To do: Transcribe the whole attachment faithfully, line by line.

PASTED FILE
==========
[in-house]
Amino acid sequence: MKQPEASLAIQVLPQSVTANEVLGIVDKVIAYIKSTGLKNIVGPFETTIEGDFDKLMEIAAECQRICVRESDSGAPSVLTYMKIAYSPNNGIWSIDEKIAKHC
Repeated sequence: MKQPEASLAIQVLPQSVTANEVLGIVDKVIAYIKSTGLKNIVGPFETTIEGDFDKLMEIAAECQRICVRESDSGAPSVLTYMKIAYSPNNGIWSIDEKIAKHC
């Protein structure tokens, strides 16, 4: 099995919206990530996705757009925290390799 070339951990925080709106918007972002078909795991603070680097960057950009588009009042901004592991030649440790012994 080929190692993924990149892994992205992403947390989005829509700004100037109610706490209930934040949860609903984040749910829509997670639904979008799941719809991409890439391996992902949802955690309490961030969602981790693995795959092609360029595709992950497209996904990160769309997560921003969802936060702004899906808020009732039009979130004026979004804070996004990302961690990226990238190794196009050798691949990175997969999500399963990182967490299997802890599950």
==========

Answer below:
[in-house]
Amino acid sequence: MKQPEASLAIQVLPQSVTANEVLGIVDKVIAYIKSTGLKNIVGPFETTIEGDFDKLMEIAAECQRICVRESDSGAPSVLTYMKIAYSPNNGIWSIDEKIAKHC
Repeated sequence: MKQPEASLAIQVLPQSVTANEVLGIVDKVIAYIKSTGLKNIVGPFETTIEGDFDKLMEIAAECQRICVRESDSGAPSVLTYMKIAYSPNNGIWSIDEKIAKHC
């Protein structure tokens, strides 16, 4: 099995919206990530996705757009925290390799 070339951990925080709106918007972002078909795991603070680097960057950009588009009042901004592991030649440790012994 080929190692993924990149892994992205992403947390989005829509700004100037109610706490209930934040949860609903984040749910829509997670639904979008799941719809991409890439391996992902949802955690309490961030969602981790693995795959092609360029595709992950497209996904990160769309997560921003969802936060702004899906808020009732039009979130004026979004804070996004990302961690990226990238190794196009050798691949990175997969999500399963990182967490299997802890599950």